There are a lot of opportunities in data science, some are more involved on the programming-side, others are more focused on the statistics side. Having a good foundation in each area can be very beneficial, but you can certainly specialize in different ways. Note that the Math classes required in the data science major are applied statistics classes. The degree does not require traditional math classes.

You might consider a major in software engineering with a minor in data science. This will give you the basics of statistics and data visualization to go with your computer science skills.

Design thinking is a new way to solve problems creatively. Solutions are created through an organized method of observing and empathizing with the people who are impacted by the problem, generating multiple solutions, prototyping a solution, and testing it. 

Design thinking courses focus on teamwork and radical collaboration to work through this method of "enlightened" trial and error. Design thinking courses encourage creativity and prove that everyone is creative, whether they believe it or not.

See the Suggested Courses page.

Depending on your previously completed courses we would recommend MATH 325 or MATH 335. If you have previous experience with programming then MATH 335 would be a good choice. MATH 325 only requires experience with introductory statistics. At BYU-Idaho that course is MATH 221A, MATH 221B, or MATH 221C.

We have long term goals to get the data science degree online. However, this goal won't be reached for at least 5 years.

Some of the required data science classes that are not offered online include: CS 241, MATH 325, MATH 425, MATH 488, MATH 335, CS 335, CS 450, CIT 425, CS 237, CS 450, MATH 113, MATH 119, MATH 214, MATH 241, MATH 281, MATH 326, MATH 341, MATH 423, MATH 424, DCM 221, and DCM 350.

We have plans for CS 241, MATH 325 and MATH/CS 335 to move online in the next few years.

Data Science Internships

Data scientists are in high demand, so there are many options for internships. We expect that you could finish 2-3 internships during your studies. You should have the expectation that most of your internships will be paid as well.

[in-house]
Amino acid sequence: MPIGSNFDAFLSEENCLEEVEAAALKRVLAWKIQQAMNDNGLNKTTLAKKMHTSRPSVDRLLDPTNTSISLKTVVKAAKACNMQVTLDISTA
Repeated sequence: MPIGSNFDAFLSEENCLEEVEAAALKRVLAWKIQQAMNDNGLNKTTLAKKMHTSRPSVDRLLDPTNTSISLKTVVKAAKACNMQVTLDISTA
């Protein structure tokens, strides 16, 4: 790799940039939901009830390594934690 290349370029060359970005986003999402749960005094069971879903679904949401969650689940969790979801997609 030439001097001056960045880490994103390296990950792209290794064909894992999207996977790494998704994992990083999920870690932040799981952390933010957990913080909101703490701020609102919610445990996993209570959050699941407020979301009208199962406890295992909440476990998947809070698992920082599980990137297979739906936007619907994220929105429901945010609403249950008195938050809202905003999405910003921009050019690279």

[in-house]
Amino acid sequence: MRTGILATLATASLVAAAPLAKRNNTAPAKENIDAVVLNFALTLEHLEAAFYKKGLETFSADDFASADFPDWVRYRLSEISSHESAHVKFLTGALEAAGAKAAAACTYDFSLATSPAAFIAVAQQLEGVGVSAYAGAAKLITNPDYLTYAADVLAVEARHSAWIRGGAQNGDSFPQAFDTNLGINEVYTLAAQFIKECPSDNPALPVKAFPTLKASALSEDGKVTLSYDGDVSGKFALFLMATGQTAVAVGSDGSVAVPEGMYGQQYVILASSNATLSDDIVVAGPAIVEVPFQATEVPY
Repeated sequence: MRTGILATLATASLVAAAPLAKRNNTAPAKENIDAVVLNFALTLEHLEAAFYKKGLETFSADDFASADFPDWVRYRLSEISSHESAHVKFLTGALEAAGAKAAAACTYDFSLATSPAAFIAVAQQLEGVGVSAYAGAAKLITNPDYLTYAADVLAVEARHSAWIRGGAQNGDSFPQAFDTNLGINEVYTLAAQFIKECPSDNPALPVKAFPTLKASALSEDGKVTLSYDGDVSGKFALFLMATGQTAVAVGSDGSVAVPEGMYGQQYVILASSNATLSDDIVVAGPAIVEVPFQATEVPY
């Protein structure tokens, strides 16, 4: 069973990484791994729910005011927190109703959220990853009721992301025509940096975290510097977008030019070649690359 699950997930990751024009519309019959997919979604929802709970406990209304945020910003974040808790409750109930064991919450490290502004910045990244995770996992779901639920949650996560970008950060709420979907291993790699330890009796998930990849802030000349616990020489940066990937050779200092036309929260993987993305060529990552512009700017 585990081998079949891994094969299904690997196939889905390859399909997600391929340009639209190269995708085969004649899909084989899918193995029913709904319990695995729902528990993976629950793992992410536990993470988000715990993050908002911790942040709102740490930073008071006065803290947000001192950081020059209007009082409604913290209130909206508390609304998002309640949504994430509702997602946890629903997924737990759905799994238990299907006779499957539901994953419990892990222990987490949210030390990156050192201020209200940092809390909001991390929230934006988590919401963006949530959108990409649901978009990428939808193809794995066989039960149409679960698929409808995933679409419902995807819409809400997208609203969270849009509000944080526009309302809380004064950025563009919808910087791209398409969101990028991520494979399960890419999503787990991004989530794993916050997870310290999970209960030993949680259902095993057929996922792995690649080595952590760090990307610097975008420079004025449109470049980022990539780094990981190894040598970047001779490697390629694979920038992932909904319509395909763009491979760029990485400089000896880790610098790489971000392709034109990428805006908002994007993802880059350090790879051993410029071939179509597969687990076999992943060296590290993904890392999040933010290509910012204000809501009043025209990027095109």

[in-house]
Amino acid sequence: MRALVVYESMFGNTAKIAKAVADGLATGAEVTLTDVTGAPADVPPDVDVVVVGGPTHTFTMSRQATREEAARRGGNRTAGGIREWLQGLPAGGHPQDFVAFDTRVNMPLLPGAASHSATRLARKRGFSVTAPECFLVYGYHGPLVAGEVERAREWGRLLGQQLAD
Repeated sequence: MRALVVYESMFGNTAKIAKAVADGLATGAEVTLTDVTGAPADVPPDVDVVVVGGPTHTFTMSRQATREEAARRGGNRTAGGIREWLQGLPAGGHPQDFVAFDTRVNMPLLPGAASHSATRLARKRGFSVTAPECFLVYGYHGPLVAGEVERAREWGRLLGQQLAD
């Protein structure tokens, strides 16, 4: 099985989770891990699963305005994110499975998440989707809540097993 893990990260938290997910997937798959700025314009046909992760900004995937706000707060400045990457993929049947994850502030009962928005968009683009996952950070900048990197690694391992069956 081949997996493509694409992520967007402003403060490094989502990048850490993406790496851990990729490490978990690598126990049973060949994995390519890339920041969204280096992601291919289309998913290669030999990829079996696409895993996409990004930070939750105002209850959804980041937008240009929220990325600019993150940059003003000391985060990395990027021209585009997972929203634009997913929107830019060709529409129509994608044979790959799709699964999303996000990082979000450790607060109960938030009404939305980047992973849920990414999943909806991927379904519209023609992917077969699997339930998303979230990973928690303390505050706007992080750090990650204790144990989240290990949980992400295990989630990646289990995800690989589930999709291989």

Like any other challenge, students should prepare enough time to find an internship. Building a quality resume will be a key element in your search. Students are advised to work with the data science faculty leads to build connections. There are some resources to help students find internship opportunities like Internships, LinkedIn, Indeed, Glassdoor, and the BYU-Idaho Internship department.

You will not have a hard time finding an internship. Take care to find an internship in the field/industry you are interested in. You want to find an internship that lets you develop your data analyzing skills and that allows you to program in R and/or Python.

Data Science and Graduate School

The data science degree is built to provide the optimal mix of skills to get students employment upon graduation. The data science degree would be highly regarded in any social science graduate program and could be a plus in business and medical graduate programs. In all the above cases, you would need to make sure to complete the necessary prerequisite classes for the graduate program in which you are interested.

If you would like to go to graduate school in mathematics, statistics, and possibly economics you would need to use most of your elective courses to strengthen your mathematics background.

If you would like to advance your schooling in data science, BYU-Idaho’s data science degree would help make you competitive. Depending on the graduate program, you may still need to complete some prerequisite classes. You can find a list of data science graduate programs at

You can find a job before you graduate with the BS in data science. You do not need graduate school to obtain quality employment in the field of analytics.